Look at the size of the hand in the background, apparently stroking this cat? If it were really that size the cat would be as big as a pony! How does this work? The cat was very close to the camera and appears large, the hand is my hubby’s, he sat about a foot away and this is his right hand, furthest away from the cat. It’s a bit blurred because it’s at the back. This is called depth of field. If you think of a photo as being in layers from the closest layer to the lens going backwards in slices then the deepest part of the feild of view is at the back. If you have a shallow field only the things at a certain distance will be in focus. With a deep feild all or most of the photo will be in focus. This is most noticeable in the deep field view of the universe with the Hubble Space telescope. In the pictures from that you can keep zooming in to see more and more detail. Sorry for the non technical explanation!
On one side my cat in the mirror, on the other side the view of him across the bedroom. Surprisingly the first image was in the mirror. I think I had a bit of camera shake when I took the photo of him across the room. It’s also odd because there seems to be more depth of field (depth perception) in the first one. I might do more pictures of reflections and see how they turn out.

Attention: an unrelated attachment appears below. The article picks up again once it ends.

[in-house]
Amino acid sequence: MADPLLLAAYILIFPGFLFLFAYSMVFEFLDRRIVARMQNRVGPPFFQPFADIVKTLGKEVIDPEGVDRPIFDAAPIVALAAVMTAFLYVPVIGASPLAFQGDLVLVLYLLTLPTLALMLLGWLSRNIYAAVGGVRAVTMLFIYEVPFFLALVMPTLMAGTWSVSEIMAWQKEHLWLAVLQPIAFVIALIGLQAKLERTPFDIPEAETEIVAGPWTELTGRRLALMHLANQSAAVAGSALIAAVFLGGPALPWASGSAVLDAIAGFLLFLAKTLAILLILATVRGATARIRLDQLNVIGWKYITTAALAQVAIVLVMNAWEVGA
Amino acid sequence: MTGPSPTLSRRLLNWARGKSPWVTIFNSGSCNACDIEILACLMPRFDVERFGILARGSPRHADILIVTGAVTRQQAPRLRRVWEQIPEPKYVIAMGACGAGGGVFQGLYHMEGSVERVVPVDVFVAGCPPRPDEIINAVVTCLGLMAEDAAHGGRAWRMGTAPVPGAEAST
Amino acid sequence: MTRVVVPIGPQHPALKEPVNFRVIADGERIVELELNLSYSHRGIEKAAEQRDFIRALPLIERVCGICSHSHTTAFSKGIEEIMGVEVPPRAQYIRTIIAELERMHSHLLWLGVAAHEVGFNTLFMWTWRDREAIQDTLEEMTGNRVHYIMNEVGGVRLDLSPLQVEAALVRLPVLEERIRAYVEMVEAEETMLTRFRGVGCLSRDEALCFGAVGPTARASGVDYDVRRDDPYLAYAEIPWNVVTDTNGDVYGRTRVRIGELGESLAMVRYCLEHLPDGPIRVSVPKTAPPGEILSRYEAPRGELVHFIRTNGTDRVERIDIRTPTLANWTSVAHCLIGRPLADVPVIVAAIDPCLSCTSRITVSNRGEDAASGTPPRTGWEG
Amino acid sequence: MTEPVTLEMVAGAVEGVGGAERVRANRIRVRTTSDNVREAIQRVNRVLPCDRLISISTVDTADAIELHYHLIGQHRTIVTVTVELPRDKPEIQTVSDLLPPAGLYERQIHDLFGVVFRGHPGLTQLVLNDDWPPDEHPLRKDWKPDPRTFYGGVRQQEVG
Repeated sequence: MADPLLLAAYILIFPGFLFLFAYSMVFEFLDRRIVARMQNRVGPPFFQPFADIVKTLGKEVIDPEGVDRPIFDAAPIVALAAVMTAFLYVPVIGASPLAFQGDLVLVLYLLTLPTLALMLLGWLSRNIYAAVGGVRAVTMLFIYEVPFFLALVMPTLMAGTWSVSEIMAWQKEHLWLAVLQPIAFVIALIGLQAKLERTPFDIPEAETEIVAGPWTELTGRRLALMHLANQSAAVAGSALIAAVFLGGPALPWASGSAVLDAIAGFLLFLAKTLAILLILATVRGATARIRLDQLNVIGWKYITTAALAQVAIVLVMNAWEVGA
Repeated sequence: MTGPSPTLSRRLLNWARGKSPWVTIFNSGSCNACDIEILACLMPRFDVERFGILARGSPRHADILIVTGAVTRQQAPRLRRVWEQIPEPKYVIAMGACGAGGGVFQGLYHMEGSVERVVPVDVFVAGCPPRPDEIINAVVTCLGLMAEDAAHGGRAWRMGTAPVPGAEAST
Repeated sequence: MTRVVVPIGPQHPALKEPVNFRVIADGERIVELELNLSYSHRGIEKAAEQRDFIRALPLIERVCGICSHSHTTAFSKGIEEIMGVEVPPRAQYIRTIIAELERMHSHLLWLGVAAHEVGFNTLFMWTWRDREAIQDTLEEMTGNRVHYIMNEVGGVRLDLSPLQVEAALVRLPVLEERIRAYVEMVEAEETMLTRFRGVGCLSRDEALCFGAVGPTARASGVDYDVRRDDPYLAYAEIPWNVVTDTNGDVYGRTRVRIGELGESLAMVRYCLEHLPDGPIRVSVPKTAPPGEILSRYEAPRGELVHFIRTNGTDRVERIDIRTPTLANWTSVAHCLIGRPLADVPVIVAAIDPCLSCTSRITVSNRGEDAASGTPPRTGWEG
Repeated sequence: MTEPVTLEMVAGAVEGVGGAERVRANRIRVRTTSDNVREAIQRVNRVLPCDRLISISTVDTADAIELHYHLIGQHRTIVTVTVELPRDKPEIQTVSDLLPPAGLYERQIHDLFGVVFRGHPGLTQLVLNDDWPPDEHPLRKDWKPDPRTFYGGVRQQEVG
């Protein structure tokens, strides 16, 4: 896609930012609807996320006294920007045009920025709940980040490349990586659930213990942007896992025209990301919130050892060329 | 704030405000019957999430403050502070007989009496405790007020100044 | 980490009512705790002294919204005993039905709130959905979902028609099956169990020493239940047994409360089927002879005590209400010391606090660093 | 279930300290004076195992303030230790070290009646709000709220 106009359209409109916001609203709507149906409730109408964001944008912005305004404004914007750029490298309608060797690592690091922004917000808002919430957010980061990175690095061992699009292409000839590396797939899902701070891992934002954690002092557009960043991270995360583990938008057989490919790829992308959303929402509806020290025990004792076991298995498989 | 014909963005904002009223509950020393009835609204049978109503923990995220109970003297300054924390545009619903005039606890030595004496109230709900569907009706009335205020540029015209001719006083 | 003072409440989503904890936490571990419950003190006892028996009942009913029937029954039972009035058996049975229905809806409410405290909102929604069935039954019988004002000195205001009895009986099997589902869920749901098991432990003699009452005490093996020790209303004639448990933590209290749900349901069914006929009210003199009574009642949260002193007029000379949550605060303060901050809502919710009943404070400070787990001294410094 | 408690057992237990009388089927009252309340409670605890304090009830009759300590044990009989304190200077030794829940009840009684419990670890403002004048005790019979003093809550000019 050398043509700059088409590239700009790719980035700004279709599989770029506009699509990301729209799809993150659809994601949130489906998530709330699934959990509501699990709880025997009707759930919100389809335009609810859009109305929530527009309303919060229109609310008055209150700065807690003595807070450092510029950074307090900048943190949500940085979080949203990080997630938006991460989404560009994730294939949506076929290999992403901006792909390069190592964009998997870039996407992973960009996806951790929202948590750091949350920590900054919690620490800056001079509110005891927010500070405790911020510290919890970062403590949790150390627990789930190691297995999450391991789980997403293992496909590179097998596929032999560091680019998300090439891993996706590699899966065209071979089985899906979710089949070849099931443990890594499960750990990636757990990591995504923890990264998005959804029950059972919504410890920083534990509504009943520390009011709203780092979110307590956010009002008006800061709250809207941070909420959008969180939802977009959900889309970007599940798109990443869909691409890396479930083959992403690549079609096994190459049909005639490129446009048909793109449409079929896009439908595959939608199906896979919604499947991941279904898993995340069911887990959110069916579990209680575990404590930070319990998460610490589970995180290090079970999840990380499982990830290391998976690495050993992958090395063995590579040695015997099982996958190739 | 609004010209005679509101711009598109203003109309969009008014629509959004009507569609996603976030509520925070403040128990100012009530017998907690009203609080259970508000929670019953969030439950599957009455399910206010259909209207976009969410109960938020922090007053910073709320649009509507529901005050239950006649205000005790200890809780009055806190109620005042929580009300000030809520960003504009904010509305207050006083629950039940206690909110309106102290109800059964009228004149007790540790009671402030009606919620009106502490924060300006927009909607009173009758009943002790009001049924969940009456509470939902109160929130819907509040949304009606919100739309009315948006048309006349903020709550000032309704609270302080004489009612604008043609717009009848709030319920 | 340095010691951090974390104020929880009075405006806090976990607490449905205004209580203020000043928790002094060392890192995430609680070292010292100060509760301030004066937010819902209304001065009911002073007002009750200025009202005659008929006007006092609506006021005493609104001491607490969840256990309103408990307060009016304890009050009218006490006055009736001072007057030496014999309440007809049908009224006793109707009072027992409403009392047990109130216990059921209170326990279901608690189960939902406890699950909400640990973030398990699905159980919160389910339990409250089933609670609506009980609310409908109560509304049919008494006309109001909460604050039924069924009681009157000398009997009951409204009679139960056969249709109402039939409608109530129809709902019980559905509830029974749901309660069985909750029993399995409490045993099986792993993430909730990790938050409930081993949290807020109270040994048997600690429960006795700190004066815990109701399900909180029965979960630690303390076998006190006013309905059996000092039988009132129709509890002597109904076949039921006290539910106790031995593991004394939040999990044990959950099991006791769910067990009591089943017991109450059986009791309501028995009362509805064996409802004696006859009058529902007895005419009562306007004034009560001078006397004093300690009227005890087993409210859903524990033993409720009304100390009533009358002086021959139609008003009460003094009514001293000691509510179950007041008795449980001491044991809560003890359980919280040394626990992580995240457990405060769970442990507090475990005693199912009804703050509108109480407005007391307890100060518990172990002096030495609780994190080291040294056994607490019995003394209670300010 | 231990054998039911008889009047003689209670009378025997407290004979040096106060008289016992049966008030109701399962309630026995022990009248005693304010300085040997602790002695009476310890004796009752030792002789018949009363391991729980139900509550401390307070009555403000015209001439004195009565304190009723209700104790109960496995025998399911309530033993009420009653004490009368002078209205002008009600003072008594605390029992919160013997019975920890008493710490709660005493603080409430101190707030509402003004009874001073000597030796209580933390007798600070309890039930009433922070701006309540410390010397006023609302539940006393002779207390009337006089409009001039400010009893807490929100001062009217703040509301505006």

I just took this photo, you can photograph anything and get an interesting result. In this case I like the way the cartoon cats surround the block of ice and almost seem to glow.
My tips for photos?
Look first. Even if you are seeing something through a lens look at it to see if you are including things you don’t want.
Don’t be scared to crop your photo. Got a streetlamp sticking up in the sky? Crop it if you don’t want it.
Don’t filter too much if you can help it. Once you start adjusting colours it’s hard to find the right balance. Sometimes you have to, but don’t over do it.
Use your on screen focus if you have it. If you can see something interesting you can us the focus option to just select that area. It also changes the depth of field.